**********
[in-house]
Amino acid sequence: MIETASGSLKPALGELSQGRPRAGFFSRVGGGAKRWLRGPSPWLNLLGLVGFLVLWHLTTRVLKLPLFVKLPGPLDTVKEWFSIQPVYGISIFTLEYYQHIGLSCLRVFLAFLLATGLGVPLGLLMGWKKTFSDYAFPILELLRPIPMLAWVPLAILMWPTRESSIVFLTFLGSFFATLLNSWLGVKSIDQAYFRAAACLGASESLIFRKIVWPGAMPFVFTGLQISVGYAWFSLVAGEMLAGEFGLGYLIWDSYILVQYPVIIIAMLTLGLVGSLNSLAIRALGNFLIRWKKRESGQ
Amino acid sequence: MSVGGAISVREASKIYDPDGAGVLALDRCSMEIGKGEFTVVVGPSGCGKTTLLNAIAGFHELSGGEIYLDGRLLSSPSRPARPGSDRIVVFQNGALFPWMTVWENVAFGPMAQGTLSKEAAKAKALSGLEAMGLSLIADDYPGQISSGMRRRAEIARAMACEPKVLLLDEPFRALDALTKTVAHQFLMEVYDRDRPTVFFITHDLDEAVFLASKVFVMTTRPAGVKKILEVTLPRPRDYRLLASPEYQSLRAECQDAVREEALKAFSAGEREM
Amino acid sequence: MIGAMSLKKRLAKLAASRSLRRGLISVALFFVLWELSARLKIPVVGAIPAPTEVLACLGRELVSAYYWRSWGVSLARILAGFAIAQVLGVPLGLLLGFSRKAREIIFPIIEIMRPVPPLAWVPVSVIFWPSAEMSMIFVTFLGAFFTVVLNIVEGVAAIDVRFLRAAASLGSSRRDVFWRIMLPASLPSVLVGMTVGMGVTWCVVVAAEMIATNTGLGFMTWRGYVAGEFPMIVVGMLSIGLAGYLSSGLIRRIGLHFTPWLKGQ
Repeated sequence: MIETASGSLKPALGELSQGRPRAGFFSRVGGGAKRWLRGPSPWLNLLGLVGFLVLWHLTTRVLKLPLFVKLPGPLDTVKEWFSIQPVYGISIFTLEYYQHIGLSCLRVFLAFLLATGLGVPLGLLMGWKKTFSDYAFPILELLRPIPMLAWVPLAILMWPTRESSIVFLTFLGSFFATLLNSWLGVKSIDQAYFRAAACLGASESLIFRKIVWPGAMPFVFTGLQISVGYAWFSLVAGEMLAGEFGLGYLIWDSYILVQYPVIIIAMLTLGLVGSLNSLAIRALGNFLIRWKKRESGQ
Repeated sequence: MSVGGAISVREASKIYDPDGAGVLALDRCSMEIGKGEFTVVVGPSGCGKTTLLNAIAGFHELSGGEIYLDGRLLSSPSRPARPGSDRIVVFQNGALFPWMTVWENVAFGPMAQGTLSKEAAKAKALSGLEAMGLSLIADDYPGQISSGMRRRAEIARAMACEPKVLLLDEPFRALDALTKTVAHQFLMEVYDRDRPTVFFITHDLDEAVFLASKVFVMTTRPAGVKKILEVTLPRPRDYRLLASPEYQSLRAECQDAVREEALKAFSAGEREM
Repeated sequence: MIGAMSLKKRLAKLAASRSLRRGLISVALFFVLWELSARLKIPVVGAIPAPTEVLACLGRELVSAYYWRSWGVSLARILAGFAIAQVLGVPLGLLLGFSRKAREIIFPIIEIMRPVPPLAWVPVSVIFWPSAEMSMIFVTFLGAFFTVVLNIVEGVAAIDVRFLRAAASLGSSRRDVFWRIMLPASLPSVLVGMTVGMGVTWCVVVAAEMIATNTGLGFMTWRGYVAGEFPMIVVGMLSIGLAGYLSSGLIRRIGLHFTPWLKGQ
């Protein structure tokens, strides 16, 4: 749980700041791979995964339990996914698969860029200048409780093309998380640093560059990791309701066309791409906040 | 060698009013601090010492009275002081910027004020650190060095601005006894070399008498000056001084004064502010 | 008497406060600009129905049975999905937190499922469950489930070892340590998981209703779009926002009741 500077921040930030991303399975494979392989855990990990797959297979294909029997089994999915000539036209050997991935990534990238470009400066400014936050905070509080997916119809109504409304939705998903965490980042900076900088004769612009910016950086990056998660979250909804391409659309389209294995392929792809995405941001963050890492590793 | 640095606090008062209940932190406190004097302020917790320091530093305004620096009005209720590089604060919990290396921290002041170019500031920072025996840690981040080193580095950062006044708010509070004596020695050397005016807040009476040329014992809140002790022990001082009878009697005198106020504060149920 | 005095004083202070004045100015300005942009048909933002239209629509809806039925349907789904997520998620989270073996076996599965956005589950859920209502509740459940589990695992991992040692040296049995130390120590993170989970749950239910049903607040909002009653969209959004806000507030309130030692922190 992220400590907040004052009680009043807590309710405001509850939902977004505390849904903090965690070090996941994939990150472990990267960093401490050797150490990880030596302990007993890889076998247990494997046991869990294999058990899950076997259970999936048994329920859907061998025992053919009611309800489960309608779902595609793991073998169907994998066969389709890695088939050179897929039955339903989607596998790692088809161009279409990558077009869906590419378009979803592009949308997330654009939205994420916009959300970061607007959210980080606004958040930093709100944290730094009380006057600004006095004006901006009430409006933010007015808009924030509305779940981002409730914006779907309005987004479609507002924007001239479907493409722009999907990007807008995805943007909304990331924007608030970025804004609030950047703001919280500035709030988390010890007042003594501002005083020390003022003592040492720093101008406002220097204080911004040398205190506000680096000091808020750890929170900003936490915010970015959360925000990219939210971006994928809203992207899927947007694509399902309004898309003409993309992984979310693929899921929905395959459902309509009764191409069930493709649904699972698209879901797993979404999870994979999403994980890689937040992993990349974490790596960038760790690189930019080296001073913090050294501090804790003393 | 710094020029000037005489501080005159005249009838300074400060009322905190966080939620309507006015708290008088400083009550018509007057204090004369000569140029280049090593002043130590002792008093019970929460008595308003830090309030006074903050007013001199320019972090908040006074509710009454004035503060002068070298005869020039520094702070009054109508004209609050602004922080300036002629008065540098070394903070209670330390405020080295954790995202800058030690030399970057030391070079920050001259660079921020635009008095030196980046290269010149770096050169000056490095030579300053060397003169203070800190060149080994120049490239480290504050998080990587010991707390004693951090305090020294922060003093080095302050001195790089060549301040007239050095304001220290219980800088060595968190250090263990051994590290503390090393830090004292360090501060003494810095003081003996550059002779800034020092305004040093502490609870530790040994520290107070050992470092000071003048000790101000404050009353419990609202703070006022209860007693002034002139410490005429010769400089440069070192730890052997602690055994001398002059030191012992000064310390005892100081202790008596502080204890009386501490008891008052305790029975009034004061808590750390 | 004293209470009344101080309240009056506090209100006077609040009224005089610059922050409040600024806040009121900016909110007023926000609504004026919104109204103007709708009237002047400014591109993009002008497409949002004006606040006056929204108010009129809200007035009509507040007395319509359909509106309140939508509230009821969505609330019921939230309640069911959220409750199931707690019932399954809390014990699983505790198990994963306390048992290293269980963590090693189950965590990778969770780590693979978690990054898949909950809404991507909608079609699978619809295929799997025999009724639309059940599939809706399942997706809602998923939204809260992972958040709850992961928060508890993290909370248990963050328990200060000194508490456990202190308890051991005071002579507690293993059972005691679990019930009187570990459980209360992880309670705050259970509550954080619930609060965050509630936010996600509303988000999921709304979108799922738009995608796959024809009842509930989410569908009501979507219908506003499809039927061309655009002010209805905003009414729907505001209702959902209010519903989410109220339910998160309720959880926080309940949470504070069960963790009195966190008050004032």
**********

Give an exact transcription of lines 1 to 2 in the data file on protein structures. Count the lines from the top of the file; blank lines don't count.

[in-house]
Amino acid sequence: MIETASGSLKPALGELSQGRPRAGFFSRVGGGAKRWLRGPSPWLNLLGLVGFLVLWHLTTRVLKLPLFVKLPGPLDTVKEWFSIQPVYGISIFTLEYYQHIGLSCLRVFLAFLLATGLGVPLGLLMGWKKTFSDYAFPILELLRPIPMLAWVPLAILMWPTRESSIVFLTFLGSFFATLLNSWLGVKSIDQAYFRAAACLGASESLIFRKIVWPGAMPFVFTGLQISVGYAWFSLVAGEMLAGEFGLGYLIWDSYILVQYPVIIIAMLTLGLVGSLNSLAIRALGNFLIRWKKRESGQ